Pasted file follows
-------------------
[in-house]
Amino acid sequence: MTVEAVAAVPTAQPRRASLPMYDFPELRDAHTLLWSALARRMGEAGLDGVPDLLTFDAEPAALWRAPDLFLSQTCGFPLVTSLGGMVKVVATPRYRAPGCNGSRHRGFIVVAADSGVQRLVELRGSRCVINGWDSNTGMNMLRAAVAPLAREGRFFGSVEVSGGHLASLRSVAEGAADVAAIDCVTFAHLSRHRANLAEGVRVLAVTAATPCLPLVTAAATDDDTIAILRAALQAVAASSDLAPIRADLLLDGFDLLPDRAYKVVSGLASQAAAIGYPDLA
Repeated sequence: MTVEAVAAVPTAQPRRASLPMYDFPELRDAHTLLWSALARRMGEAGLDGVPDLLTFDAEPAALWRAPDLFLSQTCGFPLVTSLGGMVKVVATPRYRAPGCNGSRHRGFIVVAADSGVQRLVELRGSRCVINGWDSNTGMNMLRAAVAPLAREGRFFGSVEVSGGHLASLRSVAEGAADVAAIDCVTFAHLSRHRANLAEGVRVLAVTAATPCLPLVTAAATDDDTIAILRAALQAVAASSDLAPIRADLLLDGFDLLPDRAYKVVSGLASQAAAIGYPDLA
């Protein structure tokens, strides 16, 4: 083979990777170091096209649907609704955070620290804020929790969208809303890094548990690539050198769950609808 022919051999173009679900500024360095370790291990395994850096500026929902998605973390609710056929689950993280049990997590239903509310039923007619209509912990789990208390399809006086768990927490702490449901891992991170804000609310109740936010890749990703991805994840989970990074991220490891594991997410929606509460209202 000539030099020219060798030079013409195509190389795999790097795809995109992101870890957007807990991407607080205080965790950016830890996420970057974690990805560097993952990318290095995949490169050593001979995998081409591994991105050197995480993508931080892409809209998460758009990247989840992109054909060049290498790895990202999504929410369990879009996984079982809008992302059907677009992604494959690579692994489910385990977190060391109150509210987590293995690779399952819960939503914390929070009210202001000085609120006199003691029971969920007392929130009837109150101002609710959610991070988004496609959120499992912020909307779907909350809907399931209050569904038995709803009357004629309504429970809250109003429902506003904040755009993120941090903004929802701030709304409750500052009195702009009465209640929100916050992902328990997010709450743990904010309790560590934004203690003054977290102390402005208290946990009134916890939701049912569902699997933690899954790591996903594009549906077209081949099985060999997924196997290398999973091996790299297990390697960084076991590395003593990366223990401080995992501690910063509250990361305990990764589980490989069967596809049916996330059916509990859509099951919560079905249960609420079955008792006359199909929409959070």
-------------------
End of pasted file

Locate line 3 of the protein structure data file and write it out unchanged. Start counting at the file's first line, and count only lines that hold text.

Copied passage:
Repeated sequence: MTVEAVAAVPTAQPRRASLPMYDFPELRDAHTLLWSALARRMGEAGLDGVPDLLTFDAEPAALWRAPDLFLSQTCGFPLVTSLGGMVKVVATPRYRAPGCNGSRHRGFIVVAADSGVQRLVELRGSRCVINGWDSNTGMNMLRAAVAPLAREGRFFGSVEVSGGHLASLRSVAEGAADVAAIDCVTFAHLSRHRANLAEGVRVLAVTAATPCLPLVTAAATDDDTIAILRAALQAVAASSDLAPIRADLLLDGFDLLPDRAYKVVSGLASQAAAIGYPDLA